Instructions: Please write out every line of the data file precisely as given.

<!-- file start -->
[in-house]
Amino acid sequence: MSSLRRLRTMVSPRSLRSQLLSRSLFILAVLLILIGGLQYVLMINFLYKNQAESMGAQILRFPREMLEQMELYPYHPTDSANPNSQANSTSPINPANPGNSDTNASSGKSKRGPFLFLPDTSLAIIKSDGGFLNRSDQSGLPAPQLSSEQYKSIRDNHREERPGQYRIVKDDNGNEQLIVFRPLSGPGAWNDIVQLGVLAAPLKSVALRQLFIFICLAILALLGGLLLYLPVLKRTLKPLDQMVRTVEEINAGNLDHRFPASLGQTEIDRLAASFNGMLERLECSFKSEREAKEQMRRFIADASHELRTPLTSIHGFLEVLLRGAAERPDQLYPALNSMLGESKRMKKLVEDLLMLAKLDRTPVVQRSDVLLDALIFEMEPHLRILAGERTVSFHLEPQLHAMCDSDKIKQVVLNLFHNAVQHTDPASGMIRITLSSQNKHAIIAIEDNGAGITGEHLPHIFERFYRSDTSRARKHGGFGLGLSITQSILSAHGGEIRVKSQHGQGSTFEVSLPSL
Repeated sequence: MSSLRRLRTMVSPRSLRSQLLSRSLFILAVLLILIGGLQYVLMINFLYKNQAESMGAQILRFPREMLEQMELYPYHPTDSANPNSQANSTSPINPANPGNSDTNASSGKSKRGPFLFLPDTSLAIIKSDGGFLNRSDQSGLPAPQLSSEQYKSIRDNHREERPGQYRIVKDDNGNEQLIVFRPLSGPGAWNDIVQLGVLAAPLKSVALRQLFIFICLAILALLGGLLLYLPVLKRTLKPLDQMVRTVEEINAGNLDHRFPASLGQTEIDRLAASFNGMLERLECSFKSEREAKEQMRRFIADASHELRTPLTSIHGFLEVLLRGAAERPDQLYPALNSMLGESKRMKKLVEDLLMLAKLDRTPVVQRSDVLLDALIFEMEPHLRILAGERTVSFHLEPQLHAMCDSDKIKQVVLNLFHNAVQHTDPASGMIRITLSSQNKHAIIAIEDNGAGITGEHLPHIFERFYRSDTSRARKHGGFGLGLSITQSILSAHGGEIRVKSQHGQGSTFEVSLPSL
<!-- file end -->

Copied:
[in-house]
Amino acid sequence: MSSLRRLRTMVSPRSLRSQLLSRSLFILAVLLILIGGLQYVLMINFLYKNQAESMGAQILRFPREMLEQMELYPYHPTDSANPNSQANSTSPINPANPGNSDTNASSGKSKRGPFLFLPDTSLAIIKSDGGFLNRSDQSGLPAPQLSSEQYKSIRDNHREERPGQYRIVKDDNGNEQLIVFRPLSGPGAWNDIVQLGVLAAPLKSVALRQLFIFICLAILALLGGLLLYLPVLKRTLKPLDQMVRTVEEINAGNLDHRFPASLGQTEIDRLAASFNGMLERLECSFKSEREAKEQMRRFIADASHELRTPLTSIHGFLEVLLRGAAERPDQLYPALNSMLGESKRMKKLVEDLLMLAKLDRTPVVQRSDVLLDALIFEMEPHLRILAGERTVSFHLEPQLHAMCDSDKIKQVVLNLFHNAVQHTDPASGMIRITLSSQNKHAIIAIEDNGAGITGEHLPHIFERFYRSDTSRARKHGGFGLGLSITQSILSAHGGEIRVKSQHGQGSTFEVSLPSL
Repeated sequence: MSSLRRLRTMVSPRSLRSQLLSRSLFILAVLLILIGGLQYVLMINFLYKNQAESMGAQILRFPREMLEQMELYPYHPTDSANPNSQANSTSPINPANPGNSDTNASSGKSKRGPFLFLPDTSLAIIKSDGGFLNRSDQSGLPAPQLSSEQYKSIRDNHREERPGQYRIVKDDNGNEQLIVFRPLSGPGAWNDIVQLGVLAAPLKSVALRQLFIFICLAILALLGGLLLYLPVLKRTLKPLDQMVRTVEEINAGNLDHRFPASLGQTEIDRLAASFNGMLERLECSFKSEREAKEQMRRFIADASHELRTPLTSIHGFLEVLLRGAAERPDQLYPALNSMLGESKRMKKLVEDLLMLAKLDRTPVVQRSDVLLDALIFEMEPHLRILAGERTVSFHLEPQLHAMCDSDKIKQVVLNLFHNAVQHTDPASGMIRITLSSQNKHAIIAIEDNGAGITGEHLPHIFERFYRSDTSRARKHGGFGLGLSITQSILSAHGGEIRVKSQHGQGSTFEVSLPSL